New Focus: Medical Practice Compliance Plans—Physicians Practice Reviewed by Momizat on . Federal Government, Which Makes an ROI of $7.20 for Every Dollar it Invest in Detection and Enforcement of Fraud, Is Increasingly Monitoring Compliance Plans  L Federal Government, Which Makes an ROI of $7.20 for Every Dollar it Invest in Detection and Enforcement of Fraud, Is Increasingly Monitoring Compliance Plans  L Rating:
You Are Here: Home » Healthcare » New Focus: Medical Practice Compliance Plans—Physicians Practice

New Focus: Medical Practice Compliance Plans—Physicians Practice

Federal Government, Which Makes an ROI of $7.20 for Every Dollar it Invest in Detection and Enforcement of Fraud, Is Increasingly Monitoring Compliance Plans 

Lucien W. Roberts at Physicians Practice notes that physician practices are increasingly being monitored by federal agencies sensitive to compliance plan violations:

Nearly a decade ago, long before ACO, meaningful use, and PQRS became commonplace terms, HIPAA was a prevalent acronym in medical practices. Practices spent countless hours creating HIPAA privacy manuals. We then spent countless hours training our staffs, educating our patients, and worrying what “Big Brother” would do if we committed a privacy violation.

“Federal Regulators Watch Physician Practices Closely.”

During this same period, the Office of the Inspector General urged practices to create compliance plans that spelled out what steps they were taking to protect PHI (protected health information) and to monitor internal coding, documentation, and billing practices. Most of these plans included the creation of two or more committees charged with monitoring, education, and reporting responsibilities. In the event a practice or one of its committees found discrepancies, the compliance plan dictated what steps the practice would take. These steps included reporting violations to the government.

We were ready for the inevitable, but nothing happened. Other than a few cases making the evening news, privacy breaches were very rare. Medicare coding audits were just as rare and resulted in little more than a wrist slap and compulsory online coding education for the offender. In many mid-size and smaller practices, the compliance plan committees ceased to meet or function as new priorities arose. Compliance plans gathered dust; but, government oversight gathered momentum.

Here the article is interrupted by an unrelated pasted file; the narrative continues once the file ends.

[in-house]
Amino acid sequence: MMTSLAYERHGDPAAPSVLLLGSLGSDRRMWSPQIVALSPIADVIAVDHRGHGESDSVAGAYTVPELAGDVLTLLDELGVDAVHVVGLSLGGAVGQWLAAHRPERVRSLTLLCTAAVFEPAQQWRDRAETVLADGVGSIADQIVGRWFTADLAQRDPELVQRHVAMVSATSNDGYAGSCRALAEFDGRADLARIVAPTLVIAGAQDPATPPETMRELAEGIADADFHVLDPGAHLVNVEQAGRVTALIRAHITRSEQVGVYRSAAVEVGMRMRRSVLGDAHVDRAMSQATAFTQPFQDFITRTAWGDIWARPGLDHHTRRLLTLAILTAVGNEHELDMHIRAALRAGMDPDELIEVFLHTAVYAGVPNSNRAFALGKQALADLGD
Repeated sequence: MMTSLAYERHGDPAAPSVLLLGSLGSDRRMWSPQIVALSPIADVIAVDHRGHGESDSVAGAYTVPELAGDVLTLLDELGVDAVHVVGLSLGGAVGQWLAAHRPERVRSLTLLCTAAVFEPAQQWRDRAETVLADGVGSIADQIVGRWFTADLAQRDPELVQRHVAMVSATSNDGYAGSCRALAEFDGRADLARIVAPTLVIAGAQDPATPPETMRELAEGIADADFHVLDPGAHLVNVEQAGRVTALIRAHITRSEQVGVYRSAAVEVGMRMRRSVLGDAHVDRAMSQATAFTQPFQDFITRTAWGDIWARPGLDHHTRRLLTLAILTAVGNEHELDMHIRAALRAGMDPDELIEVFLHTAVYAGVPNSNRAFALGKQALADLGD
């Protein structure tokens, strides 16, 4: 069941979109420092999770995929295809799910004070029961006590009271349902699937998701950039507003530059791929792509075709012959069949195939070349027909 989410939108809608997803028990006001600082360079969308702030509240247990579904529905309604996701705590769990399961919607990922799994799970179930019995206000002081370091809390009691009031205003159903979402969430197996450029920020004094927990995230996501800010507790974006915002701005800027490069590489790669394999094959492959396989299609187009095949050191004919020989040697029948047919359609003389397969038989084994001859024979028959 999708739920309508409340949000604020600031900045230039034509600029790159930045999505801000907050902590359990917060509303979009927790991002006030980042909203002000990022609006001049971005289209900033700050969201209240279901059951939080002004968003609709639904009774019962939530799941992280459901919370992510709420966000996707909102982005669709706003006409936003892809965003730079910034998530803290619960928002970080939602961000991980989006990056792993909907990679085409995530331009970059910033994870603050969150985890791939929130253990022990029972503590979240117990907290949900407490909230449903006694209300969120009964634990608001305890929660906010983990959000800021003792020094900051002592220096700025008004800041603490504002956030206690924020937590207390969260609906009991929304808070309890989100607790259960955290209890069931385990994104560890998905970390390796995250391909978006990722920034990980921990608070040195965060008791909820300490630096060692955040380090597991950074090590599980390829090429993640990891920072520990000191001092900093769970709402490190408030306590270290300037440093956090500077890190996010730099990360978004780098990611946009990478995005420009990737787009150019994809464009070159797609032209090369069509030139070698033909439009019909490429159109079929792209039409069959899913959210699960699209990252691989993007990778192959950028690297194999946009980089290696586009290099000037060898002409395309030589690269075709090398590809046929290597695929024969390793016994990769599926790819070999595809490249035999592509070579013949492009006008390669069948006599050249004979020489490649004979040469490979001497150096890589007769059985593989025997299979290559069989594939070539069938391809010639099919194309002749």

This generation’s acronyms — RACs, MICs, and ZPICs — are the new sheriffs in town. Unlike their predecessors, they have teeth and have found medical practices to be quite lucrative targets; as I have noted before, the federal government makes an ROI of $7.20 for every dollar it invests in detection and enforcement of fraud, waste, and abuse. Targets include privacy, coding and documentation, and billing — yes, new iterations of yesteryear’s compliance plans. If your practice has ignored its own compliance plan directives, that plan could be your enemy. Many healthcare law gurus feel that not following your compliance plan is worse than having no compliance plan at all. Here are a few steps your practice can take if you have not been following the guidelines you set.

So what are recommendations for professional physician executives who want to stay out of trouble?

The National Association of Certified Valuators and Analysts (NACVA) supports the users of business and intangible asset valuation services and financial forensic services, including damages determinations of all kinds and fraud detection and prevention, by training and certifying financial professionals in these disciplines.

Number of Entries : 1488

©2017 NACVA and the Consultants' Training Institute • (800) 677-2009 • 5217 South State Street, Suite 400 Salt Lake City, UT USA 84107

event themes - theme rewards

UA-49898941-1
lw